Academic journal article Canadian Journal of Behavioural Science

The Influence of Corporate Social Responsibility, Psychologically Healthy Workplaces, and Individual Values in Attracting Millennial Job Applicants

Academic journal article Canadian Journal of Behavioural Science

The Influence of Corporate Social Responsibility, Psychologically Healthy Workplaces, and Individual Values in Attracting Millennial Job Applicants

Article excerpt

In an increasingly competitive global environment, corporations seek to attract the best job candidates (Breaugh, 2012, 2008; Chapman, Uggerslev, Carroll, Piasentin, & Jones, 2005; Ryan & Delaney, 2010; Rynes & Cable, 2003). Chapman et al. (2005) used meta-analysis to assess the contributions of different variables to applicant attraction. The perception of person-organisation fit is one of the strongest predictors of applicant attraction to an organisation (Uggerslev, Fassina, & Kraichy, 2012). Applicants appear to review the characteristics of an organisation in light of their own needs and values to determine fit (Chapman et al., 2005; Jones, Willness, & Madey, 2014) as well as their expectations of how the organisation treats its employees, and the reputation of the company (Jones et al., 2014).

One organisational characteristic that has been implicated in applicant attraction is the pride that an applicant takes in being affiliated with an organisation based on its reputation (Highhouse, Thornbury, & Little, 2007; Jones et al., 2014; Turban & Cable, 2003). Job applicants consider the reputation of organisations when applying for jobs and/or accepting job offers. They use their perception of an organisation' reputation as a signal about what the job would be like and the pride that they would expect from membership in the organisation (Cable & Turban, 2003; Jones et al., 2014).

One factor that influences an organisation's perceived reputation is its commitment to corporate social responsibility (CSR; Jones et al., 2014; Turban & Greening, 1997). CSR is widely defined as ". . . a business organisation's configuration of principles of social responsibility, processes of social responsiveness, and policies, programs, and observable outcomes as they relate to the firm's social relationships" (Wood, 1991, p. 693). CSR has become an increasingly important aspect of organisational strategy with stakeholder pressure for organisations to reform and to manage responsibly as well as profitably (Waddock, Bodwell & Graves, 2002). Peloza and Shang (2011) reviewed 173 studies related to CSR to identify the nature of CSR activities and outcomes. The vast majority of those studies were related to philanthropy and business practices, products, or services. Only eight of their identified studies dealt in any way with the impact of CSR on an organisation's employees and even fewer looked at the impact of CSR on potential employees. Recently, Jones et al. (2014) showed that an organisation's recruitment materials used at a job fair that suggested the organisation was committed to being involved in the community and to proenvironmental activities influenced applicant attraction. On the whole, research on CSR has shown that job seekers are more likely to pursue and accept job offers from companies with strong CSR values.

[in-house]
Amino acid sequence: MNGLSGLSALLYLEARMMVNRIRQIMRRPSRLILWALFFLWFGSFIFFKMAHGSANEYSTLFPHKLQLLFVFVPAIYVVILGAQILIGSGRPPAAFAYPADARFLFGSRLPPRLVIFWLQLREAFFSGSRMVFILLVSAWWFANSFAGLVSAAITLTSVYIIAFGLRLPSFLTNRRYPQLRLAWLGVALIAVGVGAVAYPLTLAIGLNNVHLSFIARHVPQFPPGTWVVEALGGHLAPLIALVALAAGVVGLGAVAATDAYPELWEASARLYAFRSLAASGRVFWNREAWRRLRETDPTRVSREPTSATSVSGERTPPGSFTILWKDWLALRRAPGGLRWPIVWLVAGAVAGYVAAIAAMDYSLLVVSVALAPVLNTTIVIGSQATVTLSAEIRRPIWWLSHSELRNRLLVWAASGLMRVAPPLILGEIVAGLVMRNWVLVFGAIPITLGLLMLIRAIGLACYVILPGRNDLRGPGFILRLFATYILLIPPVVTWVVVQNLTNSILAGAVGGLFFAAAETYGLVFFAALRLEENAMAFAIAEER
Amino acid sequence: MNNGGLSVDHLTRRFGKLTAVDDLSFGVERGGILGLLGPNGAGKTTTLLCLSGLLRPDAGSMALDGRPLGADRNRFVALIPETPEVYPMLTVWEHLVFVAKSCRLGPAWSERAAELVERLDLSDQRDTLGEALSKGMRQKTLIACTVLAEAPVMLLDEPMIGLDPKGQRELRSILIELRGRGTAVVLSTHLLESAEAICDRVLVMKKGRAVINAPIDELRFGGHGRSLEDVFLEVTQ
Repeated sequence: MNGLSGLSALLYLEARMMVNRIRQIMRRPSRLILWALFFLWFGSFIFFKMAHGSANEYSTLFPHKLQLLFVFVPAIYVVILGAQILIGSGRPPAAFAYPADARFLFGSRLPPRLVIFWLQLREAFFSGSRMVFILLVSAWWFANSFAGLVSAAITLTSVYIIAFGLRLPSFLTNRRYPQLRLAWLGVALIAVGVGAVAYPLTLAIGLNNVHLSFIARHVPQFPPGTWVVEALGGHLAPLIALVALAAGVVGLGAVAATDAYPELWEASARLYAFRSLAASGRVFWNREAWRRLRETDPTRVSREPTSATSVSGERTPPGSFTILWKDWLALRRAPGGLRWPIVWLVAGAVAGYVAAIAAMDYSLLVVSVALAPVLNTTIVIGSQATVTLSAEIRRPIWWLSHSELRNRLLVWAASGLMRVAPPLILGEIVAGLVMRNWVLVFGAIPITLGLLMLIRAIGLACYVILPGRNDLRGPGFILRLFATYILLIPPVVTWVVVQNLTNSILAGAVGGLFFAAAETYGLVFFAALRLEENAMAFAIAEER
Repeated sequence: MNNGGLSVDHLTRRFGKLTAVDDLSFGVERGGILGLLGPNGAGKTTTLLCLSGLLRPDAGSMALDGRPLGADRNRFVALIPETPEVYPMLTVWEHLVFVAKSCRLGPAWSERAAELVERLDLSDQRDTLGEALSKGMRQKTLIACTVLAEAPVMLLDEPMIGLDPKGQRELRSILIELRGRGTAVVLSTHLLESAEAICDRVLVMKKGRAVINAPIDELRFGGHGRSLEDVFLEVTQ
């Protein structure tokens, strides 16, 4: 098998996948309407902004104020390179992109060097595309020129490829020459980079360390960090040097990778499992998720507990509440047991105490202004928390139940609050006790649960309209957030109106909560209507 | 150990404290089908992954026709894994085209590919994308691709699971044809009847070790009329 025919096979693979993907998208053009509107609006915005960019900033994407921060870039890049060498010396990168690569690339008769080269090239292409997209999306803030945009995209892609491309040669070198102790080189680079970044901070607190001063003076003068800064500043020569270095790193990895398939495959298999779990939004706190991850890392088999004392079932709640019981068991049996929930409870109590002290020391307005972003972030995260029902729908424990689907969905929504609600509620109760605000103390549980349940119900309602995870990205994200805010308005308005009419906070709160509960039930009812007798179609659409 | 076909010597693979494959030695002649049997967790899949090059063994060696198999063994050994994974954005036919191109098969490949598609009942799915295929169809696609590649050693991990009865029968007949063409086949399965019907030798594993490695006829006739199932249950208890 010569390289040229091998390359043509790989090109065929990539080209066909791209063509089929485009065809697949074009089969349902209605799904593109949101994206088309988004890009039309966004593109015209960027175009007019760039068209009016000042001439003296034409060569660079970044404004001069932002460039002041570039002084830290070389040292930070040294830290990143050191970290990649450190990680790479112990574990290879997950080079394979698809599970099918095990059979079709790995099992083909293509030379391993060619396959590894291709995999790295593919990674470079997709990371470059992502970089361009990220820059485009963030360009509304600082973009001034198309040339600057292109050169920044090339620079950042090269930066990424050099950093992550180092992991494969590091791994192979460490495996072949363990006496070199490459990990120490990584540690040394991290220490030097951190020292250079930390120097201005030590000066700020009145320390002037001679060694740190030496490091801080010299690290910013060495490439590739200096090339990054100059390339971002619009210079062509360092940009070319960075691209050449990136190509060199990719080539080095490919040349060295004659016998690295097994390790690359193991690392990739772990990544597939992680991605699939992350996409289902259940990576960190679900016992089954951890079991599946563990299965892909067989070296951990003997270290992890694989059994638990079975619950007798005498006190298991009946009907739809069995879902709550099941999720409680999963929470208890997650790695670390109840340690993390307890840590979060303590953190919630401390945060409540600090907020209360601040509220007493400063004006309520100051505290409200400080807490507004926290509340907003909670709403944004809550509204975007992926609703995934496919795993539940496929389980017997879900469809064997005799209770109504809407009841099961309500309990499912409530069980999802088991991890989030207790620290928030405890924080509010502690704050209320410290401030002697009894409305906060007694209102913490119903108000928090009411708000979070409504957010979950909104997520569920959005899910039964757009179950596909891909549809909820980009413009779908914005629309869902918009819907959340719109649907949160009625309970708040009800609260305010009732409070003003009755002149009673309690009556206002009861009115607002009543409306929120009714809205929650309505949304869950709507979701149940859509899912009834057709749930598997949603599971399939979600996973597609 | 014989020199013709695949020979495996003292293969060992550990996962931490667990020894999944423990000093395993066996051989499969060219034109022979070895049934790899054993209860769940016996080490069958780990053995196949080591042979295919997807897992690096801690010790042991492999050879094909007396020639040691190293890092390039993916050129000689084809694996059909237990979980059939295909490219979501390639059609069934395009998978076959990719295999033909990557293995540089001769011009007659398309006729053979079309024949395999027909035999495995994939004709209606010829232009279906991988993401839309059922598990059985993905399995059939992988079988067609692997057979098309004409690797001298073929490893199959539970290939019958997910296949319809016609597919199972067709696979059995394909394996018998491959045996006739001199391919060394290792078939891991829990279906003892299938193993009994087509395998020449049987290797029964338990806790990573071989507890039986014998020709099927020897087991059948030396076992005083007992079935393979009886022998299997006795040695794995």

In examining the effects of CSR on applicant attraction, previous research has assumed that CSR policies affect applicants in basically the same way; that is, that all applicants are attracted by the values displayed by the explicit CSR policies of the organisation. Gully, Phillips, Castellano, Han, and Kim (2013) challenged the idea that CSR policies have the same influence on all job seekers. They showed that an organisation's CSR policies contained in recruitment messages had a positive impact on the attraction of job seekers who desired to have a substantial impact through their work on society and the lives of others. The values of these applicants were congruent with the values of the organisation contained in the recruitment message. Gully et al. (2013) believed that this desire represented an individual's striving for purposefulness and meaning in the work they do. There is a need to examine the influence of CSR policies at the individual level, particularly with respect to the values held by job seekers who are now entering the workforce.

Millennial Job Seekers

The Millennial cohort, workers born between 1979 and 1994 (Foot & Stoffman, 1998; Smola & Sutton, 2002), and who are now entering the workforce, is estimated to number 70 million in the United States (Trunk, 2007) and 7 million in Canada (Foot & Stoffman, 1998). …

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